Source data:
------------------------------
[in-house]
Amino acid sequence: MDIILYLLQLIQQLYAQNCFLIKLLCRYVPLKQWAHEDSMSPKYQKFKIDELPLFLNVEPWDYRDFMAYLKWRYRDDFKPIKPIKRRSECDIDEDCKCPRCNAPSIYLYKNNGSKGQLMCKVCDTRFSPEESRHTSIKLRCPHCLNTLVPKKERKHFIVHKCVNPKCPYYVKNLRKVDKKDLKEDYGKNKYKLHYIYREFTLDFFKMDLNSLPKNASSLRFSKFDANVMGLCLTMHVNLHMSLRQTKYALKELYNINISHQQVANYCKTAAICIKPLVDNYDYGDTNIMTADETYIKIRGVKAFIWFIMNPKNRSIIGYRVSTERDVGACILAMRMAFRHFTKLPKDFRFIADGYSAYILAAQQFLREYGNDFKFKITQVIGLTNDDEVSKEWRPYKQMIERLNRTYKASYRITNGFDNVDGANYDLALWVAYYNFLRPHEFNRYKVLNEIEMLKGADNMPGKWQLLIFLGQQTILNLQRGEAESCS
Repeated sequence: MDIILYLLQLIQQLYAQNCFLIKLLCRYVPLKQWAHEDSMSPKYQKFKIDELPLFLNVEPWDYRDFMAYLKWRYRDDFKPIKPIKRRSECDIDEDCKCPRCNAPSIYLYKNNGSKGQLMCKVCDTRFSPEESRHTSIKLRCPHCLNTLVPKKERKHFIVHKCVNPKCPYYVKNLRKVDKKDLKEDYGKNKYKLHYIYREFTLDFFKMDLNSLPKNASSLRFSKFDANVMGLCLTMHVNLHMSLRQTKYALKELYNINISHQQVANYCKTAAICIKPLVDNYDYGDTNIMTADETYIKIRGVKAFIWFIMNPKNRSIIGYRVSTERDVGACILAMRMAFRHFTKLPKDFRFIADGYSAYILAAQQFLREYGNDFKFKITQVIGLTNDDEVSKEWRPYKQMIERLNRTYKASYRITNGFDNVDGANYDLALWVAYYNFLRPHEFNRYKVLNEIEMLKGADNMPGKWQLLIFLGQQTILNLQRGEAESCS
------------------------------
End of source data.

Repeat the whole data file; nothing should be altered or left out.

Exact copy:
[in-house]
Amino acid sequence: MDIILYLLQLIQQLYAQNCFLIKLLCRYVPLKQWAHEDSMSPKYQKFKIDELPLFLNVEPWDYRDFMAYLKWRYRDDFKPIKPIKRRSECDIDEDCKCPRCNAPSIYLYKNNGSKGQLMCKVCDTRFSPEESRHTSIKLRCPHCLNTLVPKKERKHFIVHKCVNPKCPYYVKNLRKVDKKDLKEDYGKNKYKLHYIYREFTLDFFKMDLNSLPKNASSLRFSKFDANVMGLCLTMHVNLHMSLRQTKYALKELYNINISHQQVANYCKTAAICIKPLVDNYDYGDTNIMTADETYIKIRGVKAFIWFIMNPKNRSIIGYRVSTERDVGACILAMRMAFRHFTKLPKDFRFIADGYSAYILAAQQFLREYGNDFKFKITQVIGLTNDDEVSKEWRPYKQMIERLNRTYKASYRITNGFDNVDGANYDLALWVAYYNFLRPHEFNRYKVLNEIEMLKGADNMPGKWQLLIFLGQQTILNLQRGEAESCS
Repeated sequence: MDIILYLLQLIQQLYAQNCFLIKLLCRYVPLKQWAHEDSMSPKYQKFKIDELPLFLNVEPWDYRDFMAYLKWRYRDDFKPIKPIKRRSECDIDEDCKCPRCNAPSIYLYKNNGSKGQLMCKVCDTRFSPEESRHTSIKLRCPHCLNTLVPKKERKHFIVHKCVNPKCPYYVKNLRKVDKKDLKEDYGKNKYKLHYIYREFTLDFFKMDLNSLPKNASSLRFSKFDANVMGLCLTMHVNLHMSLRQTKYALKELYNINISHQQVANYCKTAAICIKPLVDNYDYGDTNIMTADETYIKIRGVKAFIWFIMNPKNRSIIGYRVSTERDVGACILAMRMAFRHFTKLPKDFRFIADGYSAYILAAQQFLREYGNDFKFKITQVIGLTNDDEVSKEWRPYKQMIERLNRTYKASYRITNGFDNVDGANYDLALWVAYYNFLRPHEFNRYKVLNEIEMLKGADNMPGKWQLLIFLGQQTILNLQRGEAESCS